Letter to the Patent Office From Professor Donald Knuth

Letter to the Patent Office
From Professor Donald Knuth
February 1994

Commissioner of Patents and Trademarks
Box 4
Patent and Trademark Office
Washington, DC 20231

Dear Commissioner:

Along with many other computer scientists, I would like to ask you to
reconsider the current policy of giving patents for computational
processes. I find a considerable anxiety throughout the community of
practicing computer scientists that decisions by the patent courts and
the Patent and Trademark Office are making life much more difficult
for programmers.

In the period 1945-1980, it was generally believed that patent law did
not pertain to software. However, it now appears that some people
have received patents for algorithms of practical importance–e.g.,
Lempel-Ziv compression and RSA public key encryption–and are now
legally preventing other programmers from using these algorithms.

This is a serious change from the previous policy under which the
computer revolution became possible, and I fear this change will be
harmful for society. It certainly would have had a profoundly
negative effect on my own work: For example, I developed software
called TeX that is now used to produce more than 90% of all books
and journals in mathematics and physics and to produce hundreds of
thousands of technical reports in all scientific disciplines. If
software patents had been commonplace in 1980, I would not have been
able to create such a system, nor would I probably have ever thought
of doing it, nor can I imagine anyone else doing so.

I am told that the courts are trying to make a distinction between
mathematical algorithms and nonmathematical algorithms. To a computer
scientist, this makes no sense, because every algorithm is as
mathematical as anything could be. An algorithm is an abstract
concept unrelated to physical laws of the universe.

Nor is it possible to distinguish between “numerical” and
“nonnumerical” algorithms, as if numbers were somehow different from
other kinds of precise information. All data are numbers, and all
numbers are data. Mathematicians work much more with symbolic entities
than with numbers.

Therefore the idea of passing laws that say some kinds of algorithms
belong to mathematics and some do not strikes me as absurd as the 19th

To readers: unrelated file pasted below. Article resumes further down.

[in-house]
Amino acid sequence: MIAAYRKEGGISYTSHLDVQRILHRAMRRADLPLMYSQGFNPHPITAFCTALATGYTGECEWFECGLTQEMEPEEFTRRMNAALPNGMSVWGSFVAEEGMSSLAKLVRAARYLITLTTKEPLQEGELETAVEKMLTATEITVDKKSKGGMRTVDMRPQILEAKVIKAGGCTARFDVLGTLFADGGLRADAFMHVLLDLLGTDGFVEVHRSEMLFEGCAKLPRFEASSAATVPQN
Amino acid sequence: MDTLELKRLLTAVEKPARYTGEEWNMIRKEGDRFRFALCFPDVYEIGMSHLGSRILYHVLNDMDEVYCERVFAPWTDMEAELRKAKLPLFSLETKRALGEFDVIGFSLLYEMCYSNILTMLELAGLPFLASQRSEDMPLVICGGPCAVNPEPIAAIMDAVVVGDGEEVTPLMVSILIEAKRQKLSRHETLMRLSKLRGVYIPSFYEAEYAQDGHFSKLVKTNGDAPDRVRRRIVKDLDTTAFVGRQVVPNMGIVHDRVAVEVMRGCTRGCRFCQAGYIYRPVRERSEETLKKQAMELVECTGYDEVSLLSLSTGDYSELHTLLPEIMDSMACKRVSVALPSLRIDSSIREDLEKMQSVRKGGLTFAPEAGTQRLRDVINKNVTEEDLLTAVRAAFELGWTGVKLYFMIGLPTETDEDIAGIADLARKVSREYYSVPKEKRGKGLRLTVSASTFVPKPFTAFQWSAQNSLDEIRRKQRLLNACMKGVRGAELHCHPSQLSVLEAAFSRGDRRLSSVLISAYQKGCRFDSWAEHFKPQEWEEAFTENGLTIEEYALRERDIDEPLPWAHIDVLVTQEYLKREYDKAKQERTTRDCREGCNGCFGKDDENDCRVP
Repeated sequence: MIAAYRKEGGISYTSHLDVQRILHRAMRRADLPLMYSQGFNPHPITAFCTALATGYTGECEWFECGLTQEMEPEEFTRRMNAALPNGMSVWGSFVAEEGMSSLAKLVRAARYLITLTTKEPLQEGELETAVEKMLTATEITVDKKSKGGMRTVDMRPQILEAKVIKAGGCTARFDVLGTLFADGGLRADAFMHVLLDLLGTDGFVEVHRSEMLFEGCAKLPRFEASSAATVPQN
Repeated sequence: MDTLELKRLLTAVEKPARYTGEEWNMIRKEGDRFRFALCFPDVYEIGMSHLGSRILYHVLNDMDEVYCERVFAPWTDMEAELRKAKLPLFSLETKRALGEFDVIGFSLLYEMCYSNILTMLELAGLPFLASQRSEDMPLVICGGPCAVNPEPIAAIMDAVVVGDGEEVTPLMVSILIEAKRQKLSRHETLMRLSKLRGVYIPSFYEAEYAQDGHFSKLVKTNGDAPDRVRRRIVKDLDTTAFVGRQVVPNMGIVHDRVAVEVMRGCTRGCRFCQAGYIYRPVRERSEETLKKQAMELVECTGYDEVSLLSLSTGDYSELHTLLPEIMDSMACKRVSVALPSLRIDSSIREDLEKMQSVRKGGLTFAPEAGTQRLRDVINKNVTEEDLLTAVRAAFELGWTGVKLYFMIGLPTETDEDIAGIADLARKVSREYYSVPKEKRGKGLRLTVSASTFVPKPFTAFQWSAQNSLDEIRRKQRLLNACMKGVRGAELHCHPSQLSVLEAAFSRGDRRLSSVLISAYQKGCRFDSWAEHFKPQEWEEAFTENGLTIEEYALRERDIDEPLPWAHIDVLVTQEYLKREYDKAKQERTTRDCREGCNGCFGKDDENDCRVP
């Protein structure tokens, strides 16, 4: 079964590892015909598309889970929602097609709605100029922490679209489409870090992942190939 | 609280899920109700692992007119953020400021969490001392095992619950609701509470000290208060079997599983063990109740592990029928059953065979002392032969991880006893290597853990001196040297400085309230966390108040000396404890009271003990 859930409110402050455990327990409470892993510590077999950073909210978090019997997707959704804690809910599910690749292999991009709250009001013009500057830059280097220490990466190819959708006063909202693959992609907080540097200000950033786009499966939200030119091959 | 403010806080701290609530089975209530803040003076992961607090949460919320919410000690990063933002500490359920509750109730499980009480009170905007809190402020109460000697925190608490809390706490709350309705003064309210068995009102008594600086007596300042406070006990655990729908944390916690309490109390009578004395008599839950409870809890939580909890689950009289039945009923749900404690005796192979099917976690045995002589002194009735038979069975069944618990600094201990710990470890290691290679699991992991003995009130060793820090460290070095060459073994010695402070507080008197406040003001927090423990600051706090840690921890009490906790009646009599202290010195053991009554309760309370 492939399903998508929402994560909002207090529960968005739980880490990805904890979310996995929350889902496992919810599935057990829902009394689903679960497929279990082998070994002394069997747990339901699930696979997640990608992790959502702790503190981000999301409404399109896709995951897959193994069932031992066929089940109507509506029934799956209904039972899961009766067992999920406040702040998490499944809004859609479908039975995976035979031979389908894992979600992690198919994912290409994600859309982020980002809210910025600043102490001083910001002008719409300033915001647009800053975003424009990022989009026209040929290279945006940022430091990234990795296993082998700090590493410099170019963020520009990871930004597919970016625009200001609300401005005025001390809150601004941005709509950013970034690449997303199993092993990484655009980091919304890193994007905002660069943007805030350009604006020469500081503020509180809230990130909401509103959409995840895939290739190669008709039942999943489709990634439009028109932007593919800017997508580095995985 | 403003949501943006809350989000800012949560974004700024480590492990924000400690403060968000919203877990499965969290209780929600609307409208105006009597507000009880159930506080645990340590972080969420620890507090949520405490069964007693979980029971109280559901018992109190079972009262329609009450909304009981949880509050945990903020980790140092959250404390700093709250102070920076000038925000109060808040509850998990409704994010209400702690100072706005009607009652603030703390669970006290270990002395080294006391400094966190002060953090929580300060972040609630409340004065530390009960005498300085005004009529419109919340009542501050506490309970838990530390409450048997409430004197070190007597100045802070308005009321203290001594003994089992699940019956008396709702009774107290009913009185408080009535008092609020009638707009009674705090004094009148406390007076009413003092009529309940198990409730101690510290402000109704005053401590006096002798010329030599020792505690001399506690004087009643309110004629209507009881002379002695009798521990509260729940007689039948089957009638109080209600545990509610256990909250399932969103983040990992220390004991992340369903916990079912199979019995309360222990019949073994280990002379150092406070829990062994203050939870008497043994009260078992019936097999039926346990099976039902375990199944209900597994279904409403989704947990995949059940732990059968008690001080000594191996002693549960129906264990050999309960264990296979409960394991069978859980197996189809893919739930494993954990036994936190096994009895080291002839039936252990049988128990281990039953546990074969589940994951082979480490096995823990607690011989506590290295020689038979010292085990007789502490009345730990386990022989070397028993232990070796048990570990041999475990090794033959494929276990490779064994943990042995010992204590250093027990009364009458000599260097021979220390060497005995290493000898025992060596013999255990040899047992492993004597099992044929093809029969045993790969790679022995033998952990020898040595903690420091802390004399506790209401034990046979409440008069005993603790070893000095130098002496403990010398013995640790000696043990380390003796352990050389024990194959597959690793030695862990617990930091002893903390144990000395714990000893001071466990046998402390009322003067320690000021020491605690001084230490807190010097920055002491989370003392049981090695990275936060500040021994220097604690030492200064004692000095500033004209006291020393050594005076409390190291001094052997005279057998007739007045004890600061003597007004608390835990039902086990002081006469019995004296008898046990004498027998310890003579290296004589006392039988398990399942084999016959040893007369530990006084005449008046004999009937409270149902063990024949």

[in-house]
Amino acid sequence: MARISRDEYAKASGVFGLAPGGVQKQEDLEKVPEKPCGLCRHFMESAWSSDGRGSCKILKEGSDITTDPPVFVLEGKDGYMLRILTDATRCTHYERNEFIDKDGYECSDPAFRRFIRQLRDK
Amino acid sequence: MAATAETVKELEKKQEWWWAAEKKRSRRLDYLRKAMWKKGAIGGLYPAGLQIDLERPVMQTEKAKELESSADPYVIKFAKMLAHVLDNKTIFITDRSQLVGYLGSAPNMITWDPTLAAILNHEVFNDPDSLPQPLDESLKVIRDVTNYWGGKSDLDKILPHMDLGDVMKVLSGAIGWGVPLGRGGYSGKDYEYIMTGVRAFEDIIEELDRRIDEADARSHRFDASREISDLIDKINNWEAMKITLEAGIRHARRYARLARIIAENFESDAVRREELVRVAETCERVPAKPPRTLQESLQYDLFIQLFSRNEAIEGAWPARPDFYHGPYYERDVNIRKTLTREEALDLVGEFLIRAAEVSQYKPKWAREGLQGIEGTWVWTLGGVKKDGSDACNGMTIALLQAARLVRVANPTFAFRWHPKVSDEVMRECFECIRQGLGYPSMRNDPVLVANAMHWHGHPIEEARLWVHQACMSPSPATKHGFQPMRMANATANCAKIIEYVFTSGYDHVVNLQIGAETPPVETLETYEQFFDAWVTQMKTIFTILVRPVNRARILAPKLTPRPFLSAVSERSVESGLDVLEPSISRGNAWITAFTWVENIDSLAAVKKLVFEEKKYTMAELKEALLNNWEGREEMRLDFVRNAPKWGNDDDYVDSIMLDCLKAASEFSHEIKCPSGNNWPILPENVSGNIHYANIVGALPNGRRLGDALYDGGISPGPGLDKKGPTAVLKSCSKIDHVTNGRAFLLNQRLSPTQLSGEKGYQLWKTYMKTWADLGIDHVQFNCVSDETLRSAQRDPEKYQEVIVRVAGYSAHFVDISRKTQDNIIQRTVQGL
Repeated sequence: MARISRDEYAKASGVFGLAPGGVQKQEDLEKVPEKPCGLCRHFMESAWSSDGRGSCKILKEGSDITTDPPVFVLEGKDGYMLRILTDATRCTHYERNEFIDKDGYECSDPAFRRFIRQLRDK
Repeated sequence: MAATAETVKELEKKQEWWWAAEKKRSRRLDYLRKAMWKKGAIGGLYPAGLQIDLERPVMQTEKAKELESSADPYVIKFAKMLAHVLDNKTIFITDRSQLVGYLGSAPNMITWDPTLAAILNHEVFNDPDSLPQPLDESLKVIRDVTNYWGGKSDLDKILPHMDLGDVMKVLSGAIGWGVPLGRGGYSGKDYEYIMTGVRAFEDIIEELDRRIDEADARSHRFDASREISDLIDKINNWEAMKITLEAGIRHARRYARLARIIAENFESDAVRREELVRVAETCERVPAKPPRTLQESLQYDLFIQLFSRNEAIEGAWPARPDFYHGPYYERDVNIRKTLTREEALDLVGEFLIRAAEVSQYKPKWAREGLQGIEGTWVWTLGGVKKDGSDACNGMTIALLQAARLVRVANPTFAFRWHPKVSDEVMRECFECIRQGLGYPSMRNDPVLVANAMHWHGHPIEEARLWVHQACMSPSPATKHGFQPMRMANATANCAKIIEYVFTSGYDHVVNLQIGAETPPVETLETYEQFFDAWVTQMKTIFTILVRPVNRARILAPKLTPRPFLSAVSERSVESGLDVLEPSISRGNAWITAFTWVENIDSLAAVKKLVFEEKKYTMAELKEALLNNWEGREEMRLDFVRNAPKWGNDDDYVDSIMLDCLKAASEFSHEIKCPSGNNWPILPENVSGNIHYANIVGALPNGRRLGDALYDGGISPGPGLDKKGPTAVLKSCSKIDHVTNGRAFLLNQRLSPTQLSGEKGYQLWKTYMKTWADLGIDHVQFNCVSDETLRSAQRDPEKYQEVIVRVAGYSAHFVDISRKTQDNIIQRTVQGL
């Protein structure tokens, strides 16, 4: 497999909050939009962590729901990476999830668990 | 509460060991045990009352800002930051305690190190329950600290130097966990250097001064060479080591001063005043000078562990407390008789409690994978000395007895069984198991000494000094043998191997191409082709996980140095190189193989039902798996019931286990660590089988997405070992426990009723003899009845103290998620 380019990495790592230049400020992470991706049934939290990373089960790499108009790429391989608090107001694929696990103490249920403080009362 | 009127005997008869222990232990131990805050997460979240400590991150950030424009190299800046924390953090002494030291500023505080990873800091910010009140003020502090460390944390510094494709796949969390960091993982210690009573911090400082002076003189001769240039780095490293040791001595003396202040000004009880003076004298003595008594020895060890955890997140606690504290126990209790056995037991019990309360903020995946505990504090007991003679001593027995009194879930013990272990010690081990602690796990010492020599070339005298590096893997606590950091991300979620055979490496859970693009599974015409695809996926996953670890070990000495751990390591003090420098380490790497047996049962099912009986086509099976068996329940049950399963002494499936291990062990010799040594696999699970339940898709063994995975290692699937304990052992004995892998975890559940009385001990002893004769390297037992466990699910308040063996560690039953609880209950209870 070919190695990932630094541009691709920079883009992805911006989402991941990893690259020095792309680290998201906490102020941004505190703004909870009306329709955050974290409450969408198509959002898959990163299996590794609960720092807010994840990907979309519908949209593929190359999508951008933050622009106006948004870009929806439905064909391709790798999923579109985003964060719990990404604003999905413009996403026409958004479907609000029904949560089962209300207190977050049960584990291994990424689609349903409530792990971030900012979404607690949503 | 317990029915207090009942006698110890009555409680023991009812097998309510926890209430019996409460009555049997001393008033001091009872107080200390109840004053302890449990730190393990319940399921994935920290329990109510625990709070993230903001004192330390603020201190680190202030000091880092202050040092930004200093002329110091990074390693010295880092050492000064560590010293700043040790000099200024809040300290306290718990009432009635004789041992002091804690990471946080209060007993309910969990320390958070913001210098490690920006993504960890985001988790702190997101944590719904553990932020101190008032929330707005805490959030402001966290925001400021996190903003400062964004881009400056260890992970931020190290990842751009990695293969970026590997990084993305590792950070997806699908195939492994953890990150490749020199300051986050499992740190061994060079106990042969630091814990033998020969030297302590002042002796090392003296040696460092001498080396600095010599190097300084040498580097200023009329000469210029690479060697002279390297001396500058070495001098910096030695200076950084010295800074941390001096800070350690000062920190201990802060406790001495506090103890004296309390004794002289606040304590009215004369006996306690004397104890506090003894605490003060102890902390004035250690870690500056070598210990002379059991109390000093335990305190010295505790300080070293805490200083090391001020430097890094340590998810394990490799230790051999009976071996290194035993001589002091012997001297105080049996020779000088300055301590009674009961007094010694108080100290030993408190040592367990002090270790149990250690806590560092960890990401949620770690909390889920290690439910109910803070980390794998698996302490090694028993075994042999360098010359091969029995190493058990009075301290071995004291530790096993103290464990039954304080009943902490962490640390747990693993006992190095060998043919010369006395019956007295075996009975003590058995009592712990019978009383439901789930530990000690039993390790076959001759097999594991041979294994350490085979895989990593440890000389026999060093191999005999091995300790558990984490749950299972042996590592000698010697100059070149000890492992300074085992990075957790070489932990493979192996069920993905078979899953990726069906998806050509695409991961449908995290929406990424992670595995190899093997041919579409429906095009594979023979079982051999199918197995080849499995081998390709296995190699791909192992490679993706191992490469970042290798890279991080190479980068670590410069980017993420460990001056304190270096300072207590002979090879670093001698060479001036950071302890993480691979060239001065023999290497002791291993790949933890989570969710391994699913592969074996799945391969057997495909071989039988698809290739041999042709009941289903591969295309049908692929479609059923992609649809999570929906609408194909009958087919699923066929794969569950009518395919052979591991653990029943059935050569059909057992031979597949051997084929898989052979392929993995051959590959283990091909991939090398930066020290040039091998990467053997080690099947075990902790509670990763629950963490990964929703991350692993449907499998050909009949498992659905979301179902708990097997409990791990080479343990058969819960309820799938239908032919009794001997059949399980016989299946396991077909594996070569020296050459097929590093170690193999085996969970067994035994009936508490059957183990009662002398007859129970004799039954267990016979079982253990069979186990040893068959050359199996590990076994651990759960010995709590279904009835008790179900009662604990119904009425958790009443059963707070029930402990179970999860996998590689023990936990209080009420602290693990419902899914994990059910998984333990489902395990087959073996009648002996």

century attempts of the Indiana legislature to pass a law that the
ratio of a circle’s circumference to its diameter is exactly 3, not
approximately 3.1416. It’s like the medieval church ruling that the
sun revolves about the earth. Man-made laws can be significantly
helpful but not when they contradict fundamental truths.

Congress wisely decided long ago that mathematical things cannot be
patented. Surely nobody could apply mathematics if it were necessary
to pay a license fee whenever the theorem of Pythagoras is
employed. The basic algorithmic ideas that people are now rushing to
patent are so fundamental, the result threatens to be like what would
happen if we allowed authors to have patents on individual words and
concepts. Novelists or journalists would be unable to write stories
unless their publishers had permission from the owners of the
words. Algorithms are exactly as basic to software as words are to
writers, because they are the fundamental building blocks needed to
make interesting products. What would happen if individual lawyers
could patent their methods of defense, or if Supreme Court justices
could patent their precedents?

I realize that the patent courts try their best to serve society when
they formulate patent law. The Patent Office has fulfilled this
mission admirably with respect to aspects of technology that involve
concrete laws of physics rather than abstract laws of thought. I
myself have a few patents on hardware devices. But I strongly believe
that the recent trend to patenting algorithms is of benefit only to a
very small number of attorneys and inventors, while it is seriously
harmful to the vast majority of people who want to do useful things
with computers.

When I think of the computer programs I require daily to get my own
work done, I cannot help but realize that none of them would exist
today if software patents had been prevalent in the 1960s and 1970s.
Changing the rules now will have the effect of freezing progress at
essentially its current level. If present trends continue, the only
recourse available to the majority of America’s brilliant software
developers will be to give up software or to emigrate. The
U.S.A. will soon lose its dominant position.

Please do what you can to reverse this alarming trend. There are far
better ways to protect the intellectual property rights of software
developers than to take away their right to use fundamental building

Donald E. Knuth
Professor Emeritus


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